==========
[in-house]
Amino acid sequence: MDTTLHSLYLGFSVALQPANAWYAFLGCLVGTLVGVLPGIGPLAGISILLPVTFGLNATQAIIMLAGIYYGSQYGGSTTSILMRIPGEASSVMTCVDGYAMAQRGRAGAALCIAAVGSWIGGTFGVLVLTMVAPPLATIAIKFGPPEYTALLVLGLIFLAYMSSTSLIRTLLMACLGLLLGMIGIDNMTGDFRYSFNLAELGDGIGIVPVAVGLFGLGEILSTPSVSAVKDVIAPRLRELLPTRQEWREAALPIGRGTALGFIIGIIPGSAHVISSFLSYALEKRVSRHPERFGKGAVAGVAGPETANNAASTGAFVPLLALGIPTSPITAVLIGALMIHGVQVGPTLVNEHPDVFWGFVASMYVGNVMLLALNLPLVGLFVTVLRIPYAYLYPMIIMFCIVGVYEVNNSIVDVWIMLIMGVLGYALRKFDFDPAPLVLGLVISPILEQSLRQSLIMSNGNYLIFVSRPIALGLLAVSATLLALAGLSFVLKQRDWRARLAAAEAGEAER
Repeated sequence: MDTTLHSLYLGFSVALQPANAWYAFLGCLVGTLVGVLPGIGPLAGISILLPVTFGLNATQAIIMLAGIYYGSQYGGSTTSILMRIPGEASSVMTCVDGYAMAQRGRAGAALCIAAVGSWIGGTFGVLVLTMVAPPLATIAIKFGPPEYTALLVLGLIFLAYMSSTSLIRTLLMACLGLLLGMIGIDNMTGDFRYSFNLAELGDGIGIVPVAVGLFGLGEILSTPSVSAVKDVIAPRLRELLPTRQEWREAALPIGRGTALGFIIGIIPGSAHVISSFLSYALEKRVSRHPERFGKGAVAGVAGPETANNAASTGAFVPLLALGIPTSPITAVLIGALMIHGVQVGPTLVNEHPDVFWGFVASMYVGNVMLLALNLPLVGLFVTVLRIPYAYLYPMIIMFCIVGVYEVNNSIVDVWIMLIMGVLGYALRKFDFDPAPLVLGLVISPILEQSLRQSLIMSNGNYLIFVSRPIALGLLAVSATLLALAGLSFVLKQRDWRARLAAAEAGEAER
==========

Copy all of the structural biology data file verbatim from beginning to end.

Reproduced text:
[in-house]
Amino acid sequence: MDTTLHSLYLGFSVALQPANAWYAFLGCLVGTLVGVLPGIGPLAGISILLPVTFGLNATQAIIMLAGIYYGSQYGGSTTSILMRIPGEASSVMTCVDGYAMAQRGRAGAALCIAAVGSWIGGTFGVLVLTMVAPPLATIAIKFGPPEYTALLVLGLIFLAYMSSTSLIRTLLMACLGLLLGMIGIDNMTGDFRYSFNLAELGDGIGIVPVAVGLFGLGEILSTPSVSAVKDVIAPRLRELLPTRQEWREAALPIGRGTALGFIIGIIPGSAHVISSFLSYALEKRVSRHPERFGKGAVAGVAGPETANNAASTGAFVPLLALGIPTSPITAVLIGALMIHGVQVGPTLVNEHPDVFWGFVASMYVGNVMLLALNLPLVGLFVTVLRIPYAYLYPMIIMFCIVGVYEVNNSIVDVWIMLIMGVLGYALRKFDFDPAPLVLGLVISPILEQSLRQSLIMSNGNYLIFVSRPIALGLLAVSATLLALAGLSFVLKQRDWRARLAAAEAGEAER
Repeated sequence: MDTTLHSLYLGFSVALQPANAWYAFLGCLVGTLVGVLPGIGPLAGISILLPVTFGLNATQAIIMLAGIYYGSQYGGSTTSILMRIPGEASSVMTCVDGYAMAQRGRAGAALCIAAVGSWIGGTFGVLVLTMVAPPLATIAIKFGPPEYTALLVLGLIFLAYMSSTSLIRTLLMACLGLLLGMIGIDNMTGDFRYSFNLAELGDGIGIVPVAVGLFGLGEILSTPSVSAVKDVIAPRLRELLPTRQEWREAALPIGRGTALGFIIGIIPGSAHVISSFLSYALEKRVSRHPERFGKGAVAGVAGPETANNAASTGAFVPLLALGIPTSPITAVLIGALMIHGVQVGPTLVNEHPDVFWGFVASMYVGNVMLLALNLPLVGLFVTVLRIPYAYLYPMIIMFCIVGVYEVNNSIVDVWIMLIMGVLGYALRKFDFDPAPLVLGLVISPILEQSLRQSLIMSNGNYLIFVSRPIALGLLAVSATLLALAGLSFVLKQRDWRARLAAAEAGEAER